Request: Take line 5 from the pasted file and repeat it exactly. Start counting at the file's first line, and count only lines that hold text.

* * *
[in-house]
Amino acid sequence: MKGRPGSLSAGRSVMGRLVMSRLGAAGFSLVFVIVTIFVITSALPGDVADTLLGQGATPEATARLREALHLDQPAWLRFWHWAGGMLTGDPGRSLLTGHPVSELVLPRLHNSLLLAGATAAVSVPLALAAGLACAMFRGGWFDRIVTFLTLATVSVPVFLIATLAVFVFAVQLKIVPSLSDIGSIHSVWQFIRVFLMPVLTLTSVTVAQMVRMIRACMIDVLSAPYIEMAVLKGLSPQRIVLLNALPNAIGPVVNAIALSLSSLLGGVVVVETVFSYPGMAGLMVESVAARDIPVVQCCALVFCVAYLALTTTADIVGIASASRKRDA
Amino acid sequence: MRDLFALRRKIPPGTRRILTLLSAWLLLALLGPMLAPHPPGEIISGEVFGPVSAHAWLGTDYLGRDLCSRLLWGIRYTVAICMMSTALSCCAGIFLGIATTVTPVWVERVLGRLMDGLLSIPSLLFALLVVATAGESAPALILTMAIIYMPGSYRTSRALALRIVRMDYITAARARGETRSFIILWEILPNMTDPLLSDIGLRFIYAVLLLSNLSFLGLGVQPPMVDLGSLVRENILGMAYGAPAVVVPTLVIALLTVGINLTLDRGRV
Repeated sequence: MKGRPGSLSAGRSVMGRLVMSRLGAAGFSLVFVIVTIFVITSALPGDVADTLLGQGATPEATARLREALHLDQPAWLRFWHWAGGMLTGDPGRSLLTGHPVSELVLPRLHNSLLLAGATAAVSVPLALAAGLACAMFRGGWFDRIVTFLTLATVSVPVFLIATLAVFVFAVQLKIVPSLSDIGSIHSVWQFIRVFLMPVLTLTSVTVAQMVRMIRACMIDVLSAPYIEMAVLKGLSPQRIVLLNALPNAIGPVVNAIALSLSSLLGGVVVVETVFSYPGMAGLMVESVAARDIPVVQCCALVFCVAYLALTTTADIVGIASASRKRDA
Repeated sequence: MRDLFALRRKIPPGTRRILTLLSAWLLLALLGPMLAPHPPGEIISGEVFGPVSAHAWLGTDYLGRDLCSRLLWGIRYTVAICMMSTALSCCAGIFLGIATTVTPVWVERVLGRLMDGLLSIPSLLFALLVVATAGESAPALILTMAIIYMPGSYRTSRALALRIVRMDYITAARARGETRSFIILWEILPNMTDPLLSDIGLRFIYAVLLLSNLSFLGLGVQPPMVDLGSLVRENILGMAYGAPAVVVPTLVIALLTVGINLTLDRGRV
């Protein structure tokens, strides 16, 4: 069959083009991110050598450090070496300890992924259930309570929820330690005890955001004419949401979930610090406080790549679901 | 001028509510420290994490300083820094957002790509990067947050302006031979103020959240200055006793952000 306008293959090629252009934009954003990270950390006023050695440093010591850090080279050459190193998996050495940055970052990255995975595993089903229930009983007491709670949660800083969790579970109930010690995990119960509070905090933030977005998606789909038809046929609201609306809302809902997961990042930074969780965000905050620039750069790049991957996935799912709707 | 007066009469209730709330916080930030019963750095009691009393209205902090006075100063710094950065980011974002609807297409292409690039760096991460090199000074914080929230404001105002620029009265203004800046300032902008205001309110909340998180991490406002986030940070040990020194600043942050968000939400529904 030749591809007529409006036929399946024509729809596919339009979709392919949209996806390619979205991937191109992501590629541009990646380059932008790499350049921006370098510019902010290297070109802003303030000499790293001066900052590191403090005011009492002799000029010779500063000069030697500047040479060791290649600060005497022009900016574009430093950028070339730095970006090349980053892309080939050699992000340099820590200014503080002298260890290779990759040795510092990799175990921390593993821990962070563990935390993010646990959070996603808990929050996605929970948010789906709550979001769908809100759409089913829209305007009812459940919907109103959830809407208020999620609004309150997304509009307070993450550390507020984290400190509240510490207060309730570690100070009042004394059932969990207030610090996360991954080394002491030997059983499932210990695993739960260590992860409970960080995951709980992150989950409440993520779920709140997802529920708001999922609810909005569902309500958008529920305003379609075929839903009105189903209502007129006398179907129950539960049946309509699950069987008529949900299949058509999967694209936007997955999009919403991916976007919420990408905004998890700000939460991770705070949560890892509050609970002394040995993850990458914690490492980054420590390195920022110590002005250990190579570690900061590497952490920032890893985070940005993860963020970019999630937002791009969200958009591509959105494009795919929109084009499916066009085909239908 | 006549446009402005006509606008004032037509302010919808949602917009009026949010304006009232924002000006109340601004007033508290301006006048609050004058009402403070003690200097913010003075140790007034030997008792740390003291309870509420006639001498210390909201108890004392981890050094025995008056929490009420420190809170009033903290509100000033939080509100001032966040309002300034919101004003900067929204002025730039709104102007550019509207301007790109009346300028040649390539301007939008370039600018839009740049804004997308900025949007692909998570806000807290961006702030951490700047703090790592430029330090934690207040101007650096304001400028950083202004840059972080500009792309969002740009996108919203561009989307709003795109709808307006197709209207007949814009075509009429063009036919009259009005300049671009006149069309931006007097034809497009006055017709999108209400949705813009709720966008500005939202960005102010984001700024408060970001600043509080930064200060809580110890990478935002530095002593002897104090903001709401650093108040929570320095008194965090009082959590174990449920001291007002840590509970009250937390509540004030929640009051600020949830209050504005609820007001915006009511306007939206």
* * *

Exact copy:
Repeated sequence: MRDLFALRRKIPPGTRRILTLLSAWLLLALLGPMLAPHPPGEIISGEVFGPVSAHAWLGTDYLGRDLCSRLLWGIRYTVAICMMSTALSCCAGIFLGIATTVTPVWVERVLGRLMDGLLSIPSLLFALLVVATAGESAPALILTMAIIYMPGSYRTSRALALRIVRMDYITAARARGETRSFIILWEILPNMTDPLLSDIGLRFIYAVLLLSNLSFLGLGVQPPMVDLGSLVRENILGMAYGAPAVVVPTLVIALLTVGINLTLDRGRV